Military families may fall on hard financial times due to factors such as injury or disability, the inability of a spouse to work, or, in the case of reservists, the need to leave a higher-paying job behind when called to active duty. Explore the different public and private sources of financial aid for service members, their spouses, and their children. Also available are educational scholarship programs for service members and their families, and financial assistance programs for injured service members and disabled veterans.
A number of government financial programs are available for active-duty members, veterans, and their families.
U.S. Department of Veterans Affairs
The U.S. Department of Veterans Affairs (VA) provides disability housing grants for veterans. These grants are geared for veterans with service-related disabilities to buy a home or adapt their current homes in order to live more independently.
U.S. Department of Housing and Urban Development
The Department of Housing and Urban Development (HUD) has a HUD-VA supportive housing program for homeless veterans. The program combines the HUD's Housing Choice Voucher (HCV) rental assistance with case management and clinical services. These services are available at VA medical centers, community-based outreach clinics, or through VA contractors or other designated entities.
U.S. Department of Defense
The Department of Defense (DOD) provides emergency financial assistance if a military family is impacted by COVID-19.
The DOD and VA provide a military tuition assistance program to help service members in all four branches and the U.S. Coast Guard to achieve their educational goals.
Burial and Survivor Benefits
When a service member dies during active duty, the surviving family members may be entitled to a burial allowance.
After a military service member retires, they can sign up for a survivor benefit plan to care for their families in the event of their death:
Active-duty retirees can enroll in the military's Survivor Benefit Plan (SBP).
Reserve and National Guard retirees can enroll in the Reserve Component Survivor Benefit Plan (RCSBP).
- The VA also provides Service Members Group Life Insurance (SMGLI), an extremely low-cost life insurance program for members of the military. This insurance program also includes protection in the event of traumatic injury.
Many non-profit organizations provide financial help for military families in need. A few of these organizations are:
Veterans of Foreign Wars
Veterans of Foreign Wars (VFW) provides the Unmet Needs program. It is a financial grant, not a loan, which means there is no repayment of the financial aid. This VFW program provides up to $1500 to help with basic life needs from unforeseen difficulties such as deployment, or other military-related activities or injuries.
VFW also provides scholarships through their "Sport Clips Help A Hero Scholarship" program. Qualified applicants can receive up to $5000 to help achieve their educational goals.
USA Cares has a military assistance response program for service members or veterans who are experiencing temporary financial hardships.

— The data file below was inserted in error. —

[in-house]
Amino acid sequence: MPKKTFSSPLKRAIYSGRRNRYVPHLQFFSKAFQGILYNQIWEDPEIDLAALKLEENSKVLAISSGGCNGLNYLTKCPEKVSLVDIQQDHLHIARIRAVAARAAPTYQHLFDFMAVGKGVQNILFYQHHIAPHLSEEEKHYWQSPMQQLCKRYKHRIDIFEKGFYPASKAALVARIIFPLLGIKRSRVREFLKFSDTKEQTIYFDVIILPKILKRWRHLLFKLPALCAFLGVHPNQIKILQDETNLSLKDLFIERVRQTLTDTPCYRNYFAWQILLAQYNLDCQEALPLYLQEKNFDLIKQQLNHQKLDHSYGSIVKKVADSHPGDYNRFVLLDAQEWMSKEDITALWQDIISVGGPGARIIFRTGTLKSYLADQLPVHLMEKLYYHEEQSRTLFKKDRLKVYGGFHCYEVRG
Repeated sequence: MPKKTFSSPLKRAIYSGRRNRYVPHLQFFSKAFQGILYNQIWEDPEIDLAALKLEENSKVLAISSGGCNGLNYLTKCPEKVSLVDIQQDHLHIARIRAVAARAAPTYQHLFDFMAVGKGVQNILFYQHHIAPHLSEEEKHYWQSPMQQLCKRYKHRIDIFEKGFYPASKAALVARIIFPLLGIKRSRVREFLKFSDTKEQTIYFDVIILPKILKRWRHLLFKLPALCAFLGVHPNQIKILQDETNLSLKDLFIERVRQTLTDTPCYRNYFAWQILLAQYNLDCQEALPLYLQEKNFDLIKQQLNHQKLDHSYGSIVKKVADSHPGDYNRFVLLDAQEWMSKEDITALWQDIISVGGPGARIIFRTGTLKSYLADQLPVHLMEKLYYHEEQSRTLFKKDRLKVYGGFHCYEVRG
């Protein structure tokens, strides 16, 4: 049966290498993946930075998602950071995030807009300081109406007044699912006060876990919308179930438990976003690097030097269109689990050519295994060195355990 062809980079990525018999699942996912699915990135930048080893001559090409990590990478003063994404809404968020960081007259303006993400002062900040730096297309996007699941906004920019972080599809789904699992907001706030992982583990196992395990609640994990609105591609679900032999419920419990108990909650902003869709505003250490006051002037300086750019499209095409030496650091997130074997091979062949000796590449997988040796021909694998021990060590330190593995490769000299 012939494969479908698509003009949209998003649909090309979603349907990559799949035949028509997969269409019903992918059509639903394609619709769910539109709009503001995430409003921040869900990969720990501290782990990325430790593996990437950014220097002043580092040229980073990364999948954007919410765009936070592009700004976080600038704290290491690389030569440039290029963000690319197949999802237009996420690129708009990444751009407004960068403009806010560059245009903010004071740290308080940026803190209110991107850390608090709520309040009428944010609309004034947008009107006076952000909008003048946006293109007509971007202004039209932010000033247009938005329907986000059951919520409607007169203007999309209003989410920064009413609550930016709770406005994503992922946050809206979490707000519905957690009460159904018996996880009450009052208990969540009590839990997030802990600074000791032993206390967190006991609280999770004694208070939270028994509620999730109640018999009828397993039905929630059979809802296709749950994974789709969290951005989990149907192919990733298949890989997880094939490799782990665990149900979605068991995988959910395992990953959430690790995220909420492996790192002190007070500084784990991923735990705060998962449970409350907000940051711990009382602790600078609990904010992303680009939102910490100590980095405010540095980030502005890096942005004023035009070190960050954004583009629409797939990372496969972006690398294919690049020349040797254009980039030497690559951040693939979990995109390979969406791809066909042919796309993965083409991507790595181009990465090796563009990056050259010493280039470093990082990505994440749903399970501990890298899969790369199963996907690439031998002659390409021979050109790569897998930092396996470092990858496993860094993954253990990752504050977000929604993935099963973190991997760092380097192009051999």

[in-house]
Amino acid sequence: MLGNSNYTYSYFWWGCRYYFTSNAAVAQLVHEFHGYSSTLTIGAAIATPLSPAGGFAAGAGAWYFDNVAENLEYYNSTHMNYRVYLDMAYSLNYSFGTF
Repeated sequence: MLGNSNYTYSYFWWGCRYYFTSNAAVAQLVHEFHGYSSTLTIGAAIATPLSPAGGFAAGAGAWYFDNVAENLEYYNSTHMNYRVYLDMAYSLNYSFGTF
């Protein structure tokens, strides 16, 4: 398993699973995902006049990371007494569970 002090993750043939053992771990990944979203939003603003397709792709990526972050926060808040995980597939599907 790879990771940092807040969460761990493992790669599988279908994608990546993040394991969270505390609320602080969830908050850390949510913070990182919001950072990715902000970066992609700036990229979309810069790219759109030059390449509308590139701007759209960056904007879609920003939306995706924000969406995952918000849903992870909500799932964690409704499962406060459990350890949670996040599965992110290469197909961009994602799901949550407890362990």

American Armed Forces Mutual Aid Association
The American Armed Forces Mutual Aid Association (AAFMAA) offers a career assistance program (CAP) loan which is $5,000, at a low 1.5 percent interest rate, for active duty, guard, and reserve in ranks E5 to O4. There are no fees or prepayment penalties, and the funds can be used for whatever the service member or their family needs.
Coalition to Salute America's Heroes
The Coalition to Salute America's Heroes offers emergency financial aid to help pay for things such as utility bills, groceries, school supplies, auto repair, and even car and mortgage payments.
Meditec provides the My Career Advancement Account (MyCAA) scholarship program that is sponsored by the Department of Defense (DOD). It offers up to $4,000 in assistance for eligible military spouses for career training expenses such as textbooks, laptops, and certification exams.
Hope for the Warriors also provides scholarships for military spouses as well as caregiver scholarships.
Children in Military Families
The American Legion provides temporary financial assistance grants for children of qualifying veterans. These grants help veterans with costs of shelter, food, and health expenses.
Folds of Honor provides scholarships for primary and secondary education for children of American heroes. Folds of Honor also provides college scholarships for children and spouses of service members.
The Scholarships for Military Children Program has scholarships available to children and spouses of military members that provide assistance with tuition for college and certification programs.
For Wounded Warriors
Operation First Response has a military family assistance program that provides financial help to wounded veterans and their families of all branches of the military. Assistance is provided from the onset of the illness, throughout the recovery period, and along the journey from military to civilian life. The financial aid for each case is based on needs that range from rent to groceries, to travel expenses to and from medical facilities.
Salute Heroes provides financial aid to American wounded veterans of the war on terror. Assistance can be for anything from paying overdue bills to paying for an online course to continue education.
Semper Fi and America's Fund provides bedside financial assistance during hospitalization or rehabilitation, as well as help with funding home renovations to help disabled service members live more independently.
Helping the Heroes
Military families risk their lives, make many sacrifices, and face many hardships to serve their country. Financial assistance and other resources are momentous for assisting these deserving families as they adjust to changes resulting from military life.